Whether on or offline, there's more focus on combat than in Civ 4 - though it remains just one way to rule the world. While there was something grudging about Civ 4's giant marionette warriors swiping mechanically at each other, in Civ Rev the game zooms in to show a proper energetic fight, with a clear sense of who's winning. Underlying statistics inform it, but now shown as big friendly icons rather than teeny tooltips. Think something like Advance Wars - an ever-present numbered sword icon for attack, a shield for defend. It's a language anyone can grasp. Modifiers such as terrain type and veterancy (a unit gets a stat boost after three and six victories, plus a special power at the latter, like doubled movement) are essential to gaining the upper hand, but again it's all incorporated into those two big, friendly numbers. The affecting modifiers are shown too, in case you do want to know the maths, but essentially it's Me = Bigger Than You.
The same decluttering applies to city management. I've just compared Civ Rev's city screen with Civ 4's, and I started laughing at how cold and fussy the once-lauded latter seems now. Sure, some of the fine control is sacrificed and the truly devoted will lament the simplification, but it's immediately obvious what's going on - a picture of an apple with a big number next to it means this city is making a ton of food, while a shiny bar of gold with a low number means cashflow is poor. Two button-clicks have the city prioritising gold, not food, and you're sorted. In Civ 4, you have to squint just to tell the difference between the happiness and the revenue icons. Yes, some stuff - city hygiene, for instance - is gone, or streamlined as I'm sure 2K would rather say, but mostly it's just a matter of presentation, identifying how to make the most salient facts evident in a single glance.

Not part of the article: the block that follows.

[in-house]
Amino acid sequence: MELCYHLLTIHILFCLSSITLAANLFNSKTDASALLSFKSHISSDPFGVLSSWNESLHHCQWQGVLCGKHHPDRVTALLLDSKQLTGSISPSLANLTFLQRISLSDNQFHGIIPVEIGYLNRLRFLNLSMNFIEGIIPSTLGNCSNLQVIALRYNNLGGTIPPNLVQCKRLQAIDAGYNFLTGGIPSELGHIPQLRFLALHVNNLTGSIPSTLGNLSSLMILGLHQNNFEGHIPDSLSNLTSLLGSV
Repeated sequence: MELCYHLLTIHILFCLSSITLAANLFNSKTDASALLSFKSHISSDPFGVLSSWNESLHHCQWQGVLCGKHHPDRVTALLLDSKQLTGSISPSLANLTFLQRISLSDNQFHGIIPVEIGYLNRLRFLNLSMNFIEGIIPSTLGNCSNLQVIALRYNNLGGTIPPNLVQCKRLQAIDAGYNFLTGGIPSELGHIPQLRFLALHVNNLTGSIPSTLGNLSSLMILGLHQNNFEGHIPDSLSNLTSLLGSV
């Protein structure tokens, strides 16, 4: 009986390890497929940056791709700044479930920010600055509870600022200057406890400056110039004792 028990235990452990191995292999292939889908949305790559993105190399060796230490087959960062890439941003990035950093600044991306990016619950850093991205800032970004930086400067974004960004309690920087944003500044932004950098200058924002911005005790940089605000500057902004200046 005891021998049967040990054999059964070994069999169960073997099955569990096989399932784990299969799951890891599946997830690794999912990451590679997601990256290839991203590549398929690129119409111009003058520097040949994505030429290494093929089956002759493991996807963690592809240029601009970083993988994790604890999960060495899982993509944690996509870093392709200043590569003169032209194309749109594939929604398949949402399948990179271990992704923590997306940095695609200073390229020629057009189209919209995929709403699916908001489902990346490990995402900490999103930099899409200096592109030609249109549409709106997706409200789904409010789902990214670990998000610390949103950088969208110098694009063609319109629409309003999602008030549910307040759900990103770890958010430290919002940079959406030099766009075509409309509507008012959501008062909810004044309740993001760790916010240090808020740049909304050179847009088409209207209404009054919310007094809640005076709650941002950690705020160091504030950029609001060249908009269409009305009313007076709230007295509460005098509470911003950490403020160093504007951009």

The tech-tree too is stripped of some arguable deadwood, compositing multiple related inventions into one - bronze-working and archery, or animal husbandry and horseback riding, for instance. Religion is no longer a bewildering spread of different faiths, but rather one unified element affecting your cities' overall culture [oh if only - Ed]. If you're a long-term Civ player thinking this all sounds like a terrible sacrifice, you're not thinking bigger-picture, about how that crafts a faster game full of frequent thrills and new toys, not one that requires 40 turns and half an hour before you can make a bloke ride a horse. It's one much more suited to a couple of hours of sofa play than simply porting Civ 4's hunched-over, marathon sessions to a social circumstance they just weren't made for. This is, after all, an alternative to, not a replacement for, Civ 4.
Civ Rev has much in common with Catan, if you've played that. Both feel not like the cold hexes and hotkeys of PC strategy, but like social boardgames re-imagined expertly for console, replete with a chummy, toy-like physicality that belies the satisfying complexity underneath. It's Civ made simpler and quicker, but no stupider. Most of all, it's Civ made specifically with multiplayer in mind - a key difference from merely a Civ game with a multiplayer mode. While the build I saw suggests there's a lot of code-buffing to go before the June release, I'm pretty confident Civilization Revolution will prove a online megahit. If it isn't, then clearly the people don't desire freedom from the tyranny of dodgy strategy ports and look-alike shooters after all.